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MDT Driver Groups

One of the biggest pains regarding Windows imaging has to do with driver management. You could have an imaging environment designed to deploy to thousands of computers but almost always have problems when dealing with drivers. When imaging fails, 90% of the time it has to do with poor driver management. Fortunately, driver management is built into the Microsoft Deployment toolkit and is very easy to set up. I use the DriverGroups variable to handle driver management in my environments. Here are some examples on how to use it:

DriverGroups Example #1:

The Out-of-box Drivers folder structure needs to be built like this:

Open, or create, a task sequence. Navigate to the "Preinstall" stage. 
Add a new rule right above the first “Inject Drivers” task and give it some type of name, such as “Set Drivers Path” or “Set DriverGroup”.
Type “DriverGroup001” in the Task Sequence Variable text box.
Type “FOLDER NAME OF OS TYPE\%make%\%model” in the Value box.


There are multiple benefits when choosing to use DriverGroups in this manner.
  1. This allows you to fully control all drivers for each computer model during deployment.
  2. This allows you to have a different task sequence per OS version (such as one task sequence to deploy Windows XP, another task sequence to deploy Windows 7, and so on).
  3. Makes it easier to manage the driver folders in the MDT Workbench.
  4. Makes it easier to add\remove\update drivers for each computer model in the MDT Workbench.
  5. Makes it easier to add new hardware model drivers to the environment.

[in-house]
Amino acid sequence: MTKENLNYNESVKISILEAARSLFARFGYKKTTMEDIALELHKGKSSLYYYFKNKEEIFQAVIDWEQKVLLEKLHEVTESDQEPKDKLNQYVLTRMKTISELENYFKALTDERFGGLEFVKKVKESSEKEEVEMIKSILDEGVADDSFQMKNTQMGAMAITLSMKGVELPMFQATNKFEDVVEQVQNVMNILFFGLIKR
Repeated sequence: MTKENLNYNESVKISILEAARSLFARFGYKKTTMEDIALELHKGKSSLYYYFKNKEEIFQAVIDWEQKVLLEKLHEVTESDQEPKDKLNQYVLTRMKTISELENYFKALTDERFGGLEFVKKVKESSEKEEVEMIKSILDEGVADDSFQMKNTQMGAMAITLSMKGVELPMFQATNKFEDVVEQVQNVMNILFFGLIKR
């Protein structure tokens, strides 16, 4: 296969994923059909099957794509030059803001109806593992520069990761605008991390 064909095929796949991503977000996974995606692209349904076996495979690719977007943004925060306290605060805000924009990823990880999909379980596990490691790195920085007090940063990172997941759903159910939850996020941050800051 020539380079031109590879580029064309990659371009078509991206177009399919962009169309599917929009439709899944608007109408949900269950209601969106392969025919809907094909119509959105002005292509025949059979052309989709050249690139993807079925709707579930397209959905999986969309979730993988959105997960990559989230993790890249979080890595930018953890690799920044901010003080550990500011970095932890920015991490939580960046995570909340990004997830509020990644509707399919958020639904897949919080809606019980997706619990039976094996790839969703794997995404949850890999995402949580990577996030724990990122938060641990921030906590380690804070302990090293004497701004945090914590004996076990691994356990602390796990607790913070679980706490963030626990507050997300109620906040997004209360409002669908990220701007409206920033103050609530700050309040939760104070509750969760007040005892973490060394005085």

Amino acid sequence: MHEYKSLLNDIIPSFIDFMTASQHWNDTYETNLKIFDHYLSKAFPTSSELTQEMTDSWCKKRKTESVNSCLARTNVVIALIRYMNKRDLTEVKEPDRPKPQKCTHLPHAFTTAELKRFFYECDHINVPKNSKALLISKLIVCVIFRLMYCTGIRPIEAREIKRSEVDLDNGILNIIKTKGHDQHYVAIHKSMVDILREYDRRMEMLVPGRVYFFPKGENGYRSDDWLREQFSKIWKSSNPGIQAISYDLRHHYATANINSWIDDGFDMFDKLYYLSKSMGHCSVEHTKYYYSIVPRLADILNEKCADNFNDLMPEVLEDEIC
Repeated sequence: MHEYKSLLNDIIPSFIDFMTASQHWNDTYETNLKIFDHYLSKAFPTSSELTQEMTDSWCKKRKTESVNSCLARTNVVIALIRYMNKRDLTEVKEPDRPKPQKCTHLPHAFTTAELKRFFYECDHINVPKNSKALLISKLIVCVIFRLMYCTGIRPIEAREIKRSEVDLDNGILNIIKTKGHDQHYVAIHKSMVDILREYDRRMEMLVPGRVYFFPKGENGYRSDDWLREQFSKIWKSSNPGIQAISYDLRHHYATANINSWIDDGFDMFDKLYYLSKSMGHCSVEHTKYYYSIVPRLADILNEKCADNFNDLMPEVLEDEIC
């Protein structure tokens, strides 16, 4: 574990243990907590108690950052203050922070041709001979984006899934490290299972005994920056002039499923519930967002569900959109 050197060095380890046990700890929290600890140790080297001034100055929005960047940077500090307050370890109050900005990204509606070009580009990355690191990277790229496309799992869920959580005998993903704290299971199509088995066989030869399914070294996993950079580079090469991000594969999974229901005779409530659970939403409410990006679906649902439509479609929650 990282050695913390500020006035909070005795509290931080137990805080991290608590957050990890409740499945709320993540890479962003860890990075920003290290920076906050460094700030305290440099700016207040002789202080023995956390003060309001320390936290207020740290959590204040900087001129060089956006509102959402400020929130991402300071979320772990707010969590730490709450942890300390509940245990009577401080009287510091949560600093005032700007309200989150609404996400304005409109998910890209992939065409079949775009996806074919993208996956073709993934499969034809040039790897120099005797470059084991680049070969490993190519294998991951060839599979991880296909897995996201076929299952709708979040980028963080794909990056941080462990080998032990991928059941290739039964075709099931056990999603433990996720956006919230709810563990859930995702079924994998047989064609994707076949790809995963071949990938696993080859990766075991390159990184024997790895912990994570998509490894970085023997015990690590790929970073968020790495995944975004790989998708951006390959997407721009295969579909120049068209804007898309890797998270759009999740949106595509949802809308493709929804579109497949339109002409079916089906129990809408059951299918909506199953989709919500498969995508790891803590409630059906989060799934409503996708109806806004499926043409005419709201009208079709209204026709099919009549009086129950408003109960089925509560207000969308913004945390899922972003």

The only con to setting up DriverGroups in this manner is there is increased overhead in managing the drivers and task sequences in the imaging environment.


DriverGroups Example #2:

The Out-of-box Drivers folder structure needs to be built like this:

In the MDT Workbench, right-click the current working directory of the deployment share and choose Properties.
Click on the Rules tab and add the following entry to the "Default" section:

DriverGroup001=“FOLDER NAME OF OS TYPE\%make%\%model”

Save the rules and click OK.

Setting up DriverGroups in this manner allows for the least amount of administrative work to set up task sequences. Since the default section in customsettings.ini has been edited, this is now a global variable for all task sequences. However, this locks down the deployment share to only allowing one OS edition to be deployed from this share. This is fine if you are only deploying Windows 7 or Windows XP, but this does not allow you room for growth for any other operating systems.
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